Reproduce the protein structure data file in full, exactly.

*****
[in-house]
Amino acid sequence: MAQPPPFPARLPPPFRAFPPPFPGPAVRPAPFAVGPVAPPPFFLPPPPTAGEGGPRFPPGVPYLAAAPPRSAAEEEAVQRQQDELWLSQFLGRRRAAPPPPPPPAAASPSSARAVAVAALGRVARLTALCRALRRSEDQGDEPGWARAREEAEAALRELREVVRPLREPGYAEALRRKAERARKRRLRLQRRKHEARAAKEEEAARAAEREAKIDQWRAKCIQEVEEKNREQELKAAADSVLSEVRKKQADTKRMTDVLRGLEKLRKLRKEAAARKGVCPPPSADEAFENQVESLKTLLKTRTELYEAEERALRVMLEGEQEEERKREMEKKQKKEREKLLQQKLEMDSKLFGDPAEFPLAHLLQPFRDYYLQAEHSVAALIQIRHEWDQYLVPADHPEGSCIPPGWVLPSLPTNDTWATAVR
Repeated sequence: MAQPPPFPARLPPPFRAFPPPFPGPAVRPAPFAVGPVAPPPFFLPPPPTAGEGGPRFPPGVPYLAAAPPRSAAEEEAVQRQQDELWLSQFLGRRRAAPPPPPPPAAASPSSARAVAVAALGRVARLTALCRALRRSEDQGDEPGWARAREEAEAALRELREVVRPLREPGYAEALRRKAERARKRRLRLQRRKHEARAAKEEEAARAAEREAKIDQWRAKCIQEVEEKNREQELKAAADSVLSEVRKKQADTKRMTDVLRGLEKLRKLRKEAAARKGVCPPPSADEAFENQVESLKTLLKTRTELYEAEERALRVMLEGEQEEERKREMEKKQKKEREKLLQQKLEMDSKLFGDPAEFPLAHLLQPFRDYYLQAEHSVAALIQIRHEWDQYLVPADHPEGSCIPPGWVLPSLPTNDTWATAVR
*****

[in-house]
Amino acid sequence: MAQPPPFPARLPPPFRAFPPPFPGPAVRPAPFAVGPVAPPPFFLPPPPTAGEGGPRFPPGVPYLAAAPPRSAAEEEAVQRQQDELWLSQFLGRRRAAPPPPPPPAAASPSSARAVAVAALGRVARLTALCRALRRSEDQGDEPGWARAREEAEAALRELREVVRPLREPGYAEALRRKAERARKRRLRLQRRKHEARAAKEEEAARAAEREAKIDQWRAKCIQEVEEKNREQELKAAADSVLSEVRKKQADTKRMTDVLRGLEKLRKLRKEAAARKGVCPPPSADEAFENQVESLKTLLKTRTELYEAEERALRVMLEGEQEEERKREMEKKQKKEREKLLQQKLEMDSKLFGDPAEFPLAHLLQPFRDYYLQAEHSVAALIQIRHEWDQYLVPADHPEGSCIPPGWVLPSLPTNDTWATAVR
Repeated sequence: MAQPPPFPARLPPPFRAFPPPFPGPAVRPAPFAVGPVAPPPFFLPPPPTAGEGGPRFPPGVPYLAAAPPRSAAEEEAVQRQQDELWLSQFLGRRRAAPPPPPPPAAASPSSARAVAVAALGRVARLTALCRALRRSEDQGDEPGWARAREEAEAALRELREVVRPLREPGYAEALRRKAERARKRRLRLQRRKHEARAAKEEEAARAAEREAKIDQWRAKCIQEVEEKNREQELKAAADSVLSEVRKKQADTKRMTDVLRGLEKLRKLRKEAAARKGVCPPPSADEAFENQVESLKTLLKTRTELYEAEERALRVMLEGEQEEERKREMEKKQKKEREKLLQQKLEMDSKLFGDPAEFPLAHLLQPFRDYYLQAEHSVAALIQIRHEWDQYLVPADHPEGSCIPPGWVLPSLPTNDTWATAVR